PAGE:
Yacht owners are spending longer on board and want their yachts to have a multi-functional design, a panel of design experts has said.
Speaking at BOAT International's Superyacht Design Festival, the panel discussed the changes in the demands of clients since the pandemic and how this was affecting the GA of today’s yachts. The panel was unanimous on a number of themes impacting the use of space on board, including advancements in onboard technology and a renewed desire for freedom which was heightened by Covid-19 lockdowns.
The panel was composed of Valentina Zannier, chief interior designer at Nuvolari Lenard, Stefano de Vivo, chief commercial officer at Ferretti Group, Ferruccio Rossi, executive director at Sanlorenzo and Sebastiano Vida, head of product development for custom yachts at Benetti. The discussion was moderated by Sophia Wilson, BOAT International's digital content director.
Rossi called the lockdown a “moment of change” and noted that yacht owners are no longer using their yachts exclusively as “holiday vehicles”. “It’s more about practicality and enjoyment,” explained Rossi. “At the same time, people aren’t thinking of yachts as being disconnected from the world.”
To this end, child-friendly spaces and well-equipped work stations are becoming increasingly important, added Rossi. Vida agreed, arguing that yacht owners want an experience “closer to their way of living at home”. He championed flexibility and the ability to “change and convert spaces from day to night use, just with a little bit of reconfiguration.” For this reason, he noted that dedicated single-use areas, like the dining saloon, are becoming less in demand.
The pandemic may also have accelerated an already existing trend for younger clients and first-time clients entering into yachting, according to the panel. “[For] Ferretti Group, last year over 50 per cent of contracts signed were for clients who had never had a boat before,” de Vivo told the audience. “If you looked at this number in the early 2000s, it was probably under 10 per cent.”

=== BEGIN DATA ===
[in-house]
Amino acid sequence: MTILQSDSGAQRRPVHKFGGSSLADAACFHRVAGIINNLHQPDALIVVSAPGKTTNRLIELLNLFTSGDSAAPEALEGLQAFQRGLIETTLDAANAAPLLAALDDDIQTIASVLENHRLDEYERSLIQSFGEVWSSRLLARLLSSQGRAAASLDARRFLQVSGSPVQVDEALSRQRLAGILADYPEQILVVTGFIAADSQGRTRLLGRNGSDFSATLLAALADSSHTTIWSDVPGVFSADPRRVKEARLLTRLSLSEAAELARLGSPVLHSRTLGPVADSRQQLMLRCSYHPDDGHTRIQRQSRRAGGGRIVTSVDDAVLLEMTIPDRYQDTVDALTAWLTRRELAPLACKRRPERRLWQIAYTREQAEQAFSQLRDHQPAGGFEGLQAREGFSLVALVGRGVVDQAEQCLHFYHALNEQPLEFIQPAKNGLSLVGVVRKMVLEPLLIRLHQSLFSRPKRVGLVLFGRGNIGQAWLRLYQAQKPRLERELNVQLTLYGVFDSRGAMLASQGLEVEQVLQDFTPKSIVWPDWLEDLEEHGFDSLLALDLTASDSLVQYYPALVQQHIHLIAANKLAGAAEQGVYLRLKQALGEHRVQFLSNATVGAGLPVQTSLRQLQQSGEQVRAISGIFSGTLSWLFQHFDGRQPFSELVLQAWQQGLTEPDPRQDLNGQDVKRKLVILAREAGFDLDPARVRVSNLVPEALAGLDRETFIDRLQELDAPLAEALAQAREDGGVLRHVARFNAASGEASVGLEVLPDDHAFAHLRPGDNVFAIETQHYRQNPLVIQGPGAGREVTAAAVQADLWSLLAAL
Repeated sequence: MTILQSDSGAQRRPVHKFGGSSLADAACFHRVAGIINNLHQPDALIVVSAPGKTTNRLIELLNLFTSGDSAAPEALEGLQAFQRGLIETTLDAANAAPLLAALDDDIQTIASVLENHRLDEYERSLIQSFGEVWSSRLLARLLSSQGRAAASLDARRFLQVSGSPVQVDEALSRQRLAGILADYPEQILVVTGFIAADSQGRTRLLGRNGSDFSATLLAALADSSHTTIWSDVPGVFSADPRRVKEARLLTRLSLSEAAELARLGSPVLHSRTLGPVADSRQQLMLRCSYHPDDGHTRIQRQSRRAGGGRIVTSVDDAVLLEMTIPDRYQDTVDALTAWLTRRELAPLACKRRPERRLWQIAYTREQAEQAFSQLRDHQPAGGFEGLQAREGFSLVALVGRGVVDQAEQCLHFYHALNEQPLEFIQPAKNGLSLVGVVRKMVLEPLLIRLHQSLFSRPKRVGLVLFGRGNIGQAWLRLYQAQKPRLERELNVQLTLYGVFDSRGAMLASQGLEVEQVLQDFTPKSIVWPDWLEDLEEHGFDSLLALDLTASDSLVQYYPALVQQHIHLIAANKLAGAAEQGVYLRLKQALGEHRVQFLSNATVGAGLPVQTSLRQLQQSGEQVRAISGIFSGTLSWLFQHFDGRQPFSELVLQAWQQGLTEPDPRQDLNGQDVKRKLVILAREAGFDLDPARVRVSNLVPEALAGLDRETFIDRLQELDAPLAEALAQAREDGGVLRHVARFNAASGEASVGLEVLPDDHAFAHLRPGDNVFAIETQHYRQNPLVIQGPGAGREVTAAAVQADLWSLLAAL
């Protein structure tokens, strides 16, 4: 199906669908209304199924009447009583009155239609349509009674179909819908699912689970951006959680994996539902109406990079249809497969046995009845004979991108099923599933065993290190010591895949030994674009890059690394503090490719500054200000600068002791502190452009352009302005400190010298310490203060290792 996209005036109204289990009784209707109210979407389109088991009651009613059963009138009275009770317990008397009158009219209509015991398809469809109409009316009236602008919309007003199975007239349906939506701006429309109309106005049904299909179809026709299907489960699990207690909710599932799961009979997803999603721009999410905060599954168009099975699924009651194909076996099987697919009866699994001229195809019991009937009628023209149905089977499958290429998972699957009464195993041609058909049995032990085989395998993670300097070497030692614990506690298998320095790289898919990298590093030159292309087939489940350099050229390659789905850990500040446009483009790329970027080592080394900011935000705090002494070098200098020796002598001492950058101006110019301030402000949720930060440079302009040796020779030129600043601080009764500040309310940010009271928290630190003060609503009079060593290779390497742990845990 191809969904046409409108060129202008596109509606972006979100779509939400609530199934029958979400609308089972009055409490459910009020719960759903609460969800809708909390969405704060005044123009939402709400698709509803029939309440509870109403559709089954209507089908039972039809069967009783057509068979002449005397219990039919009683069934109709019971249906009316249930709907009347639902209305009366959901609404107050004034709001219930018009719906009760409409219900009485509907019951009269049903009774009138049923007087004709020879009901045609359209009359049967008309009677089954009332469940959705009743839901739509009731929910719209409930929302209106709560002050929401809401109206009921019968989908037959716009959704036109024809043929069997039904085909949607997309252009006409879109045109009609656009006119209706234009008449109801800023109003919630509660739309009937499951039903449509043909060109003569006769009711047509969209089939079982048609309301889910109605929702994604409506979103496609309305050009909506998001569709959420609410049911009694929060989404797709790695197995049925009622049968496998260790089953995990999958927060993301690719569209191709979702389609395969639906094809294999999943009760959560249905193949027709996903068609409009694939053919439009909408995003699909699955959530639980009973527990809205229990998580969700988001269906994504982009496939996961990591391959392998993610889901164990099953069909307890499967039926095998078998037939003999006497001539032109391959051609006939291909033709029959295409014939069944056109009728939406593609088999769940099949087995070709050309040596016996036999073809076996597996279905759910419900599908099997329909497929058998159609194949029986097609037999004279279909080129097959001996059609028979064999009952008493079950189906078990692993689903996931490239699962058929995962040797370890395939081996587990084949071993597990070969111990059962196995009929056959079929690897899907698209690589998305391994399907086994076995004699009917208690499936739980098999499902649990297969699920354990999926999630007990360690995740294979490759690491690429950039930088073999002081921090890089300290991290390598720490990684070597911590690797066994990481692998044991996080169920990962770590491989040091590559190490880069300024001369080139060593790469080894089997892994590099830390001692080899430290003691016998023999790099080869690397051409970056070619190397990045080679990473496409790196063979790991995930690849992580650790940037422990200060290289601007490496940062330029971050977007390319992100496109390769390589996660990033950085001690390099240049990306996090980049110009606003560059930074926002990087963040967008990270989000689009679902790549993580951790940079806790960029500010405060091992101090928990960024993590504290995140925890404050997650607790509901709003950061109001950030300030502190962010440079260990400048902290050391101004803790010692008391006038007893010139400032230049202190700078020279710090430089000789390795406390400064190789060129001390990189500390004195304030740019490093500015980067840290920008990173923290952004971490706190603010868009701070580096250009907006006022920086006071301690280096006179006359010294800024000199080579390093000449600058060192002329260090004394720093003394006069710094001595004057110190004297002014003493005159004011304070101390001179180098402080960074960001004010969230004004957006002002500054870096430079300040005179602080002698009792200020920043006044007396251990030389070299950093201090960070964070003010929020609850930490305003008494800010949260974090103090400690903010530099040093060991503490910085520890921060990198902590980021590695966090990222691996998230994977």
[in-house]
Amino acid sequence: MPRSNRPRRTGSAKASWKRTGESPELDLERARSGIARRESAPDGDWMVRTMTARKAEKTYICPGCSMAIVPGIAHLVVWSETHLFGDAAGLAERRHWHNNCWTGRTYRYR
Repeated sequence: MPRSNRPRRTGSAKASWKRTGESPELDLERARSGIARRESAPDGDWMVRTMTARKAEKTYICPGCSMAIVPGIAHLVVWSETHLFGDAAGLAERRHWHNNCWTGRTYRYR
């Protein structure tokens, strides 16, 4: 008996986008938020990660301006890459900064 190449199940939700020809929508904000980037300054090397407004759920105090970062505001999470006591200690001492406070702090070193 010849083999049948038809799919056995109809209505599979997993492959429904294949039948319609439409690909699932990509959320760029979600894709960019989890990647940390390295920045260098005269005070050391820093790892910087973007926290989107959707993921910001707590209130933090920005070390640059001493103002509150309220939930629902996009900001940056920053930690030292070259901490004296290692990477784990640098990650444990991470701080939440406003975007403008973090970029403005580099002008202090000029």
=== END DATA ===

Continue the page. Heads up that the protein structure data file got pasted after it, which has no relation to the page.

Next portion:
With a new generation of owners comes new demands. “This is where we’re seeing the shift,” confirmed de Vivo. “We’ve lost a lot of the conservative clients and the rules that come with that.” An uptick in the semi-custom market, as evidenced by the Global Order Book, is “making our jobs even harder because you need to understand what the next trend will be, and apart from being multi-functional you need to also think about what the challenges will be."
The panel discussed the spotlight on wellness areas and the push for an indoor-outdoor connection. “The spa area has changed a lot in the past few projects,” said Zannier. “This is clearly linked to the amount of time that owners want to spend on board.” She used 115.1-metre Ahpo as an example and emphasised her multi-functional wellness area with waterfront access.
A fresh design perspective is also key to pushing boundaries, according to Rossi. “Studios that come from [land-based] backgrounds, they really push us to go beyond, reinvent spaces and to always think multi-dimensionally," he said.
In the future, efforts to increase onboard sustainability will shape the GA. "The impact of new propulsions, new fuel, will have an impact on the overall space because that will become more central," said Rossi.
The panellists covered a spectrum of yachts ranging from 24 to 115 metres, with numerous examples of where yachts had pushed boundaries. While it is clear there are new demands the way that client's ambitions can be realised can vary dramatically, "there’s not one way, especially when you’re at sea,” summarised de Vivo.